I find myself something of an outsider on the “in joke” that is Katamari Damacy. After playing“It certainly delivers a novel and largely enjoyable experience”the new 360 version of the game, ‘Beautiful Katamari’, I am left wondering whether the joke is on me, or in fact on those who have hailed the game as a revolution.

Don’t get me wrong, I am a lover of unusual games, quirky visuals and imaginative play mechanics. This isn’t the rantings of a hardcore gamer insisting that if you can’t kill things it just isn’t fun. Rather, I would consider myself one of the (slightly jaded) casual gamers at whom the game aims it rhetoric. I have ploughed more than my fare share of time into a variety of genre busting games with great delight. Case in point: ‘Warioware’ is quite possibly my perfect game.

However, ‘Beautiful Katamari’ left me cold. Yes, I get the snowball-down-the-mountainside novelty of collecting items by sticking them to a big ball. I appreciate the third person perspective and left arm/right arm simplicity of controls. I even get the knowing winks of a thousand items aping the culture from which they were drawn. I get all this, but I am left wondering what I am missing that makes this game so great? I even, after playing many hours, scurried off to Wikipedia to make sure I wasn’t missing something vital. I finally admitted defeat and realised these few (admittedly well executed) tricks are it.

‘Katamari’ seems to be a victim of its own success. Taken on its own simplistic terms, it certainly delivers a novel and largely enjoyable experience. But don’t expect a whole lot more than this. Like your ‘Katamari’ at the end of a level, it is pretty much the same all the way through – a multi layered mass of distracting trinkets. If, like me, you are not overly taken by the basic ball rolling idea then there really isn’t much else for you here. It’s a game that endearingly wears its heart on its sleeve but as such sets itself up to be loved of left by those that play it.

Apart from its one dimensional play mechanic, the game also has the problem of price. Its original success in European shores (so we are told) came as a surprise to the marketing guru’s attested this to be simply too odd for the conventional lives of us Anglo-Saxon. Accordingly it had been touted at a budget price to offset the game’s odd Japanese presentation. However, ‘Beautiful Katamari’ on 360 packs retails at a whopping GBP 39.99, only annexing a few online features to the original for your extra cash. Just as ‘Geometry Wars’ struggled to justify its shelf price after huge success as a download game, so ‘Beautiful Katamari’ doesn’t deliver value for money. Here too, I can’t help feeling the game would have been better served as a XBox Live download.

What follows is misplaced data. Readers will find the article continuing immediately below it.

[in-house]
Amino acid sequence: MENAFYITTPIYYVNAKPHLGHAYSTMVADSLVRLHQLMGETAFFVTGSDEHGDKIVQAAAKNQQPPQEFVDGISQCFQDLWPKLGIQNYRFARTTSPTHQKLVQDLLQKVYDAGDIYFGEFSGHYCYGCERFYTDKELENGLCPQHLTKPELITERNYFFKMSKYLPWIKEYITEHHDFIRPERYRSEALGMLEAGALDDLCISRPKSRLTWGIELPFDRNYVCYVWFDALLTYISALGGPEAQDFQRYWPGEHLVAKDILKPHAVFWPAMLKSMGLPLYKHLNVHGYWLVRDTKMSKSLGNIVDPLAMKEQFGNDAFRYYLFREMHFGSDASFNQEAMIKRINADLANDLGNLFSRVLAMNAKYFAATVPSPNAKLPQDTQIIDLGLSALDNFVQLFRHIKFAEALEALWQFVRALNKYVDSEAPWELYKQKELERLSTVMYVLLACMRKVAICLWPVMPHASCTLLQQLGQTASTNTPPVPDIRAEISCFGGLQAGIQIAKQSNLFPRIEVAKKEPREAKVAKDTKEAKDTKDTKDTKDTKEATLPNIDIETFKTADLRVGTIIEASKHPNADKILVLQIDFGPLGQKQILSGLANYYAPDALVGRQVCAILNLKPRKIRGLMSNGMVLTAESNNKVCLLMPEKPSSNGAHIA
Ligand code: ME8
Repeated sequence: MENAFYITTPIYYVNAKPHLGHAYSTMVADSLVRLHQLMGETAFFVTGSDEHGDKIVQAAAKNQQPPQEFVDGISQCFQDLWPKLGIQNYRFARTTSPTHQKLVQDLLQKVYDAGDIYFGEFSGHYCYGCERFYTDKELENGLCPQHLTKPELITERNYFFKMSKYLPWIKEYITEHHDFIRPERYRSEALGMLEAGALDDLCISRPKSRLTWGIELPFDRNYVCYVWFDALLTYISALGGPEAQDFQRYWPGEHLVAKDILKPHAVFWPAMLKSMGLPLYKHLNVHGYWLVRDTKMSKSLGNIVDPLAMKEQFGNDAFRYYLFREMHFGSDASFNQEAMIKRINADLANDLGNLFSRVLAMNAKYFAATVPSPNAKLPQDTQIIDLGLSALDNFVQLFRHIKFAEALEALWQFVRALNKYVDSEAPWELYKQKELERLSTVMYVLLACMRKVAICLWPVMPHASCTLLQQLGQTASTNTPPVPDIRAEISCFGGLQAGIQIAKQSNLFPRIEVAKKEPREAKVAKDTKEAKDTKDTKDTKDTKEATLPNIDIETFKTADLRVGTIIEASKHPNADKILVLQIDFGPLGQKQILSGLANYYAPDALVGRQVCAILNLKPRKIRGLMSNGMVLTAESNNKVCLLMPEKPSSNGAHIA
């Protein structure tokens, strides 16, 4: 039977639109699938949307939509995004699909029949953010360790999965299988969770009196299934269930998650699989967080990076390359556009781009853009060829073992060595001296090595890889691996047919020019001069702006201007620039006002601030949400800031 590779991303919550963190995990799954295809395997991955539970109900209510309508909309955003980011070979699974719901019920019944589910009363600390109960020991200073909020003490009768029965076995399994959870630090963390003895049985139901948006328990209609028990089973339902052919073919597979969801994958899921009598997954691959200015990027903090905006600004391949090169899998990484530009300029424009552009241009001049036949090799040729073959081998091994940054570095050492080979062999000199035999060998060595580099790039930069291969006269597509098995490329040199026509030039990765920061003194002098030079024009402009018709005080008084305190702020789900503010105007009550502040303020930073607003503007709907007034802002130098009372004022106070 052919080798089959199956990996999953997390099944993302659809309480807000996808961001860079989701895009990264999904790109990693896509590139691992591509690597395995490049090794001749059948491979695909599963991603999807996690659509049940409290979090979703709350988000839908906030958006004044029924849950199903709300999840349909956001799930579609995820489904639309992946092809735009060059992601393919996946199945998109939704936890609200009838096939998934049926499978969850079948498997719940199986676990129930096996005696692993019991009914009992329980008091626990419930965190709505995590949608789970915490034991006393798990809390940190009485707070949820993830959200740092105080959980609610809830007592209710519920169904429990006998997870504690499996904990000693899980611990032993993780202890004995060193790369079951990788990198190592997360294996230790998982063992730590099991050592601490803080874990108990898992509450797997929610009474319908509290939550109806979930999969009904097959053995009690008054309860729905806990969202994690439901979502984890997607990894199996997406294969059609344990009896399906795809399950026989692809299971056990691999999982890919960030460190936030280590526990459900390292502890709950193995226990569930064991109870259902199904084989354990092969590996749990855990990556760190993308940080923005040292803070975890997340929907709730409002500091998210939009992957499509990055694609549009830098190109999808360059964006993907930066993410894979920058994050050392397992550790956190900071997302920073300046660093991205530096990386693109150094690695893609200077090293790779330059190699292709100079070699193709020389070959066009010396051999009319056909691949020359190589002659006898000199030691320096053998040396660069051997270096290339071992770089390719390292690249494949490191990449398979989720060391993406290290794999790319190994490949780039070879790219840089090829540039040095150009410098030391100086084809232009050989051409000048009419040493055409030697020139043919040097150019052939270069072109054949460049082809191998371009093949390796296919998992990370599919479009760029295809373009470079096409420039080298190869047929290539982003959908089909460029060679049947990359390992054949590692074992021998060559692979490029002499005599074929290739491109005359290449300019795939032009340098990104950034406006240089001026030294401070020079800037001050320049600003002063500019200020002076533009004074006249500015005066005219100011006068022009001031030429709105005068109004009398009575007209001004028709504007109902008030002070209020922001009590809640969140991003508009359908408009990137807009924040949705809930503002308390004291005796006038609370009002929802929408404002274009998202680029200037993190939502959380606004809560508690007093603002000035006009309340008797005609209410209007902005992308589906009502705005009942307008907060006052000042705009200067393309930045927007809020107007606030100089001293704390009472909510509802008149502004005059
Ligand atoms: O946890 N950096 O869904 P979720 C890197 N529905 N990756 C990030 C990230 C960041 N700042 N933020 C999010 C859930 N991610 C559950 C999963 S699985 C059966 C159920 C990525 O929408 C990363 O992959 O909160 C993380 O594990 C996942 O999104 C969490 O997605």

Further play thankfully did throw up a few features. The main game now includes more analysis of your resulting ‘Katamari’, enabling it to task you with collecting a certain type of item. Some levels require a liquid oriented ‘Katamari’, whilst others ask for only playful items. Whilst this adds another much needed level of complexity to the game, the limited ability of collecting only those items you want often lead to frustration – regardless of the amount of care you have put into your rolling.

It also introduces interesting diversions online. The novelty of the massive ‘Katamari’ that“The main game now includes more analysis of your resulting ‘Katamari’”represents all the items collected by XBox Live players, is matched by the variety of other online challenges. These modes each have the added human ingredient for that much needed tactical dimension. Not only are you collecting items competitively you can also lock on and bash into other player’s Katamari. Combine this with online leader boards and you have a solid online experience. The local multi player also benefits the game from some tactical play resulting from a human competitor. But even here though you can’t help the game is wonderfully ready for 2006. In these days of user generated content, it starts to feel a little unimaginative next to the upcoming genius of ‘Little Big Planet’ a game that shares ‘Katamari’s’ physics based play.

Although not instantly impressive, ‘Beautiful Katamari’s’ production values have had some attention from the bigger budget. This is a game that naturally suits a high definition rendering, as the tiny items can now be seen in minute detail. Here too though, it feels like the same old tricks are being rolled out again (as the box says – for another generation). I can’t help feeling a fresh art style or more user content would have really freshened up what are now tired visuals.

Here is a game that does what it says on the tin. Nothing more, nothing less. If you aren’t expecting this to be the revelatory play experience many are touting it to be then there is plenty to enjoy. But there is nothing here that in 2008 will surprise or delight. If it may sound like I am d**ing with feint praise, that’s because I am. Let’s call a spade a spade, particularly when there is so much else to play that is genuinely original and new.

Paul Younger
Founder and Editor of PC Invasion. Founder of the world's first gaming cafe and Veteran PC gamer of over 22 years.

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